}
    div.links li a.facebook {
      background-position: -67px -1px;
    }
    div.links li a.facebook:hover {
      background-position: -67px -34px;
    }
    div.links li a.youtube {
      background-position: -100px -1px;
    }
    div.links li a.youtube:hover {
      background-position: -100px -34px;
    }
    div.links li a.email {
      background-position: -133px -1px;
    }
    div.links li a.email:hover {
      background-position: -133px -34px;
    }

    Save this file as style.css in the same folder. Crucial part of the above CSS code is background-position, which controls the position of background-image (sprite.png) behind the links. We’ve given hyperlinks height and width of 32 pixels to fit the icons behind them and used text-indent property to hide the text by sending it -9999999 pixels away from the main display and setting its color to transparent. Rest of the properties are commonly used in HTML lists. If you’re confused, head over to W3Schools CSS tutorials.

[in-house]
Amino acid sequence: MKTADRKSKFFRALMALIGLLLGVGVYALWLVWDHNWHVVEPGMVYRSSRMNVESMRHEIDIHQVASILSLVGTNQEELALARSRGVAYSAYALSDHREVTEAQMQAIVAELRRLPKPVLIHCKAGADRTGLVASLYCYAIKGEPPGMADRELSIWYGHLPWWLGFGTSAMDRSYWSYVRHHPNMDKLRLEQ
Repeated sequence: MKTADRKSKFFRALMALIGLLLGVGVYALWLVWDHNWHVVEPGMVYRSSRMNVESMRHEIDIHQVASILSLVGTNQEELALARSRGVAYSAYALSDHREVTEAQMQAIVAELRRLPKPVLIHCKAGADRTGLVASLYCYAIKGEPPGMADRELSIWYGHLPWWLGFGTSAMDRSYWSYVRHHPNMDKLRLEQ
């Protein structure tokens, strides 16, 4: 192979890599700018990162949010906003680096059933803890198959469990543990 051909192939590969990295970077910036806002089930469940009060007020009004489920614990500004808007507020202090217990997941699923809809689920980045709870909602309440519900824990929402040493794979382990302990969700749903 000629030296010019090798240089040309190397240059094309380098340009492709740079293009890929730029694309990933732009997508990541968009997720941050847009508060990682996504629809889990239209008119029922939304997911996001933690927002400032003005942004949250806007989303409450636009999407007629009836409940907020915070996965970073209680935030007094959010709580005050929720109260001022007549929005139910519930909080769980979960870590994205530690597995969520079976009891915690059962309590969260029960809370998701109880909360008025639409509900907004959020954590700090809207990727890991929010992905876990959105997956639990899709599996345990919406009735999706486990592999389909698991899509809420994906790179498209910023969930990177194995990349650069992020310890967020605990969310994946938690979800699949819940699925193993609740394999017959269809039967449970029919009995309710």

3. Add another line in the HTML document (which we saved as css-sprites-demo.html in the step 1) below </title> tag:
    <link rel="stylesheet" type="text/css" href="style.css" />

    By this line we’re including the CSS document (style.css) in our HTML document (css-sprites-demo.html). Save the document. We’re almost done.

  4. Now open css-spirtes-demo.html in your Web browser. It will look like the below given screenshot.
  5. Working with CSS Sprites

So, we finally implemented CSS sprites and made a stylish link-list. This demonstration works well on Google Chrome, Mozilla Firefox, Safari and higher versions of Internet Explorer (8 and above). I hope you enjoyed the tutorial. Feel free to put out questions.

Download the demonstration »